Cocoa donation questioned

New Zealand’s donation to boost the cocoa industry in Samoa has come under fire from the Executive Director of the New Zealand Taxpayers’ Union, Jordan Williams.

The donation of NZ$4.8million was announced by New Zealand Prime Minister, Leuluaialiiotumua Bill English, during his recent visit to Samoa. 

But Mr. Williams has queried the motives behind the donation, saying Leuluaialiiotumua’s government is attempting to pick winners abroad with the handout. 

 “This Government’s corporate welfare largess is now going global,” said Mr. Williams. 

“First there was the $25 million for the American rocket company, the millions to help Oracle racing, the Hollywood studios, and now even Samoan cocoa farmers are set to have New Zealand taxpayer cash raining down upon them.”

“Either New Zealand should be providing real aid to our South Pacific neighbours, or building infrastructure to assist in development. 

“Here, the Government is picking which international businesses should prosper from New Zealand taxpayer handouts.”

According to a media release, the $4.8m donation is part of a five-year programme to support Samoa’s cocoa industry.

 “Samoa has ideal conditions to produce larger amounts of high value, chocolate-grade cocoa,” Leuluaialiiotumua said.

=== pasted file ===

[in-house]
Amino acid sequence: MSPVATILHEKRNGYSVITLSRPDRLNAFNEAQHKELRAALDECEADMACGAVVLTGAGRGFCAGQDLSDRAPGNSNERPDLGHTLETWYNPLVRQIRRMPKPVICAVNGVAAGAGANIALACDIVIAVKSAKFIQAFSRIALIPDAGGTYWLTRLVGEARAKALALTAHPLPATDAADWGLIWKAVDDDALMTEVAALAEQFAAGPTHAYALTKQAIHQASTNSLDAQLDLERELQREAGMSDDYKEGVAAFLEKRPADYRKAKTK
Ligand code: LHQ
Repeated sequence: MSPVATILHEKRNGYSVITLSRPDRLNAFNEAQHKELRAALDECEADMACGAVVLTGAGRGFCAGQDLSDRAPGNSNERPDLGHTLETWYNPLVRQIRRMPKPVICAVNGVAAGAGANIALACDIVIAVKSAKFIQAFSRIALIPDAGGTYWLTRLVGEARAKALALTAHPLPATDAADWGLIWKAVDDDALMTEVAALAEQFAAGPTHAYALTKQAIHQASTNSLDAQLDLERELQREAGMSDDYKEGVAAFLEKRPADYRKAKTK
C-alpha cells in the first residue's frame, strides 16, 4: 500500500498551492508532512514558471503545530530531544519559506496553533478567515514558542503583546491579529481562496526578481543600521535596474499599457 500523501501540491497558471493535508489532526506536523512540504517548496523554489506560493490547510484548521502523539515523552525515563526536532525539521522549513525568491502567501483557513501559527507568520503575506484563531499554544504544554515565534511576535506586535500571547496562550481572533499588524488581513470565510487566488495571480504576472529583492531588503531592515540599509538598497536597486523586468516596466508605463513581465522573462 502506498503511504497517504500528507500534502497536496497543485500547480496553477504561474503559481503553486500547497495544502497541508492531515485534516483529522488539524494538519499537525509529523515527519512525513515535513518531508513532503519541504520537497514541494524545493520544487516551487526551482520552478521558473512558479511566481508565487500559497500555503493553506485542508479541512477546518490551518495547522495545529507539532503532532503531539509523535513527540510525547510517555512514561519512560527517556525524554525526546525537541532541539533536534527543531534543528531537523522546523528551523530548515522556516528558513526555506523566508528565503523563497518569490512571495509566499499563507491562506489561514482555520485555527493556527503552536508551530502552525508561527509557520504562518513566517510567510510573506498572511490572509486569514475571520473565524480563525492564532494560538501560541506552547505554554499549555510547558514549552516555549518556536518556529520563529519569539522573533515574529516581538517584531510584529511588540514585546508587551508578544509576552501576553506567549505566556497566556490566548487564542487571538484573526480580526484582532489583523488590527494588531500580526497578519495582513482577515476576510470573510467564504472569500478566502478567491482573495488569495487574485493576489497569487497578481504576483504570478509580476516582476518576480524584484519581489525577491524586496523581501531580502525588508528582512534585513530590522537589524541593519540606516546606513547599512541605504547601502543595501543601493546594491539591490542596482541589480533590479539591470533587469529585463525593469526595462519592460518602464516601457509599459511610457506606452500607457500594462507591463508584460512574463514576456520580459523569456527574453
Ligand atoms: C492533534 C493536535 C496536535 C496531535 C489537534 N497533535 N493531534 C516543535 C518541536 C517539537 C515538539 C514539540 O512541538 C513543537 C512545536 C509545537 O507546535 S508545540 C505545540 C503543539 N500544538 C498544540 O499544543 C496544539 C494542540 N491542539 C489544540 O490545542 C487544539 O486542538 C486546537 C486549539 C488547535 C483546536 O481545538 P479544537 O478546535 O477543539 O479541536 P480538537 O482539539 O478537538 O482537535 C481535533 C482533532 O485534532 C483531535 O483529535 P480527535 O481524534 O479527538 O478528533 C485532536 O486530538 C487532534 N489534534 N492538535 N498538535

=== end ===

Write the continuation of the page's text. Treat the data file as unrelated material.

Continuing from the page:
Samoa exported about 5000 tonnes of cocoa annually during the 1960s, but exports have since declined to only 40 to 50 tonnes a year.

 “Now there is a cocoa renaissance taking place in Samoa and New Zealand is very pleased to be able to contribute to it.”

The New Zealand investment is intended to help Samoa achieve its goal of developing a thriving, sustainable, resilient and inclusive agricultural sector, with a particular focus on local crops where smallholders have a comparative edge.

 “The funding will provide practical help for farmers by establishing grafting nurseries and providing training on grafting and growing cocoa plants,” the New Zealand Prime Minister said.

 “Furthermore, it will provide on-farm training in plantation management, harvesting and processing. New processing facilities on Upolu and Savaii will be developed, and the industry will be helped to establish a national cocoa association and develop an industry strategy.”

The five-year programme will complement various other small-scale initiatives currently under way within the Samoan cocoa industry. 

New Zealand is already co-funding a targeted initiative in Samoa with J.H. Whittakers and Sons, to improve production and processing.

The programme has enabled Samoa’s largest cocoa exporter, Va’ai Plantations to lift the quality and quantity of cocoa it supplies. 

Va’ai Plantation now supplies 30 tonnes of cocoa a year for Whittaker’s ‘Single Origin Samoan Cacao’ block and intends to double exports by the end of 2018.

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